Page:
Would you like to know the secret to picking profitable Amazon Affiliate keywords?
So would I.
There is no secret.
Too many people get caught up in the “ultimate formula” that would allow them to create a profitable site.
I wish there was a perfect formula that allowed you to find a profitable niche every single time.
But there simply isn’t one.
In this post you will learn:
- The difference between algorithmic and heuristic work
- How that applies to Amazon Affiliate keyword research
- And how you can improve your keyword research skills
Table of Contents
Algorithmic vs Heuristic Work
There are two types of work.
There’s algorithmic work and heuristic work.
It’s important to understand the difference between the two as it can be the difference between having a profitable Amazon site, and making $0.
What is Algorithmic Work?
Algorithmic work is work that can be boiled down to a formula or a very specific set of instructions.
Google’s search uses an algorithm to sort the results in order of importance.
You could have a person sitting there sorting through all of the results based on the same rules, but a search engine can do it much faster.
Stapling a large number of things in a row, sealing envelopes, and launching your computer are all examples of algorithmic work.
All of them can be boiled down a very simple set of instructions, and if you wanted to you could build a robot to do it for you.
What is Heuristic Work?
Heuristic work is work that might still have some instructions and steps, but there is a multitude of ways to do it with all of the ways being “right.”
Is there a right way to paint a picture?
There are some guidelines depending on what you want to convey, but you can’t boil the whole process into a one-by-one set of instructions.
Great paintings come from practice and experimentation.
Keyword Research is Heuristic Work
Keyword research is an example of heuristic work.
There are some guidelines you can follow, but there are also times when you can break those guidelines, and there are times when you might follow those guidelines and you won’t succeed.
It’s important to understand that keyword research is not 100% perfect, but as you practice it, create more sites and understand your limits for ranking websites you’ll become better at recognizing good keywords (for you), and bad keywords (for you).
I say for you because:
- You might have a different budget for your site.
- You might be better or worse at SEO than me
- You will have a different way of building websites than me
- Your content might be of higher/lower quality than mine
- There might be other differences between me and you that I can’t account for
The point is: there is no 100% foolproof way of doing keyword research that results in $$$$ every time.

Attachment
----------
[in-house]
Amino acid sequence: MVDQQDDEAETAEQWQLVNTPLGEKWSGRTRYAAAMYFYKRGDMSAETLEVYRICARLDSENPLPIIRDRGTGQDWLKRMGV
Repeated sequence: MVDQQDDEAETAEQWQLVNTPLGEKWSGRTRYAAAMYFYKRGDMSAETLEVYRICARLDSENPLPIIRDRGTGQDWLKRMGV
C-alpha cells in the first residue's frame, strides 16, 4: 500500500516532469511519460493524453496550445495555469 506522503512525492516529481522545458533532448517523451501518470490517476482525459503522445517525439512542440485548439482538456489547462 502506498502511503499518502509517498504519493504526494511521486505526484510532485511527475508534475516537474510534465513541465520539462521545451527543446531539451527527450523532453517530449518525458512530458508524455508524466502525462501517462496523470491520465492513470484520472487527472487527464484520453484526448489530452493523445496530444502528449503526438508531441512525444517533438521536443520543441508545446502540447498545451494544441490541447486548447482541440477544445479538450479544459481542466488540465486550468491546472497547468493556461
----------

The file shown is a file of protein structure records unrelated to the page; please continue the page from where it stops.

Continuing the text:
As you do it more and more you might get to a 90% or higher chance of success, and as you rank more sites you might become better at SEO, but there will always be keywords that you think are good that end up being rotten.
How To Practice Keyword Research?
The best way to practice it is to actually do it.
Actually go out there, look at the keywords, find a keyword you think you’ll be able to rank for, and create a website.
If you don’t have hosting then you can still buy the 1 buck domain and create the site on Blogger.
You can create pretty good-looking sites with Blogger if you use a free custom theme, and all you need is $1 and the willingness to put in work.
The only thing standing between you and success it your willingness to do work and the fear of failure.
What if you spend hours researching keywords, creating the site, and writing content, and you don’t make any money?
You’ll have learned something new, and the next time you create a website it won’t take you as long and there’s a higher chance that you’ll be successful.
Most successful people have failed numerous times before finally reaching success.
They learned from their failures, but they never stopped working.
The Bare-bones Guide to Keyword Research
There might be some people reading this to whom keyword research is a completely new concept.
I’m glad that you’re here and learning. 🙂
Brian Dean has an absolutely amazing guide on his website, but if you just want a quick run-through here’s what you should do:
- Go on Amazon and find a niche that you’d like to create a website about. Let’s say that niche is toasters.
- Write down a couple buyer keyword ideas involving your niche. Buyer keywords are keywords used by people who are in the buying stage of the process. In our example this might be “discount toasters, best toasters, highest quality toasters, blahblah toaster review, etc.”
- Go into Incognito mode in your browser and search up one of the keywords.
- Look at what types of sites are ranking in the top 10. Is it just Amazon listings? Other Amazon Niche sites? Huge authority sites?
- If it’s huge authority sites I would drop the keyword and the niche because I don’t create authority sites. I create small niche sites with low-keyword competition.
- If it’s Amazon or other niche sites I’ll continue my research process.
- Click on each link to see how the sites look, how much content targeting the keyword they have, and what the quality of the content is.
- Content written in broken English with a bad looking site ranking in the top 10=good for us!
- Check how many links the site has and what the quality of those links is using Moz Open Search Explorer, Ahrefs, or Long Tail Pro if you have it.
- Lots of high quality links? I’d run the other way.
- Many links, but low quality? Probably doable.
- Almost no links, and all are of low quality? Gimme that niche!
- Go through all of the keywords in this way. If you find the niche too competitive repeat the process all over again until you’re satisfied.
I hope you found this guide useful!
If you have any questions about keyword research feel free to ask them in the comments below!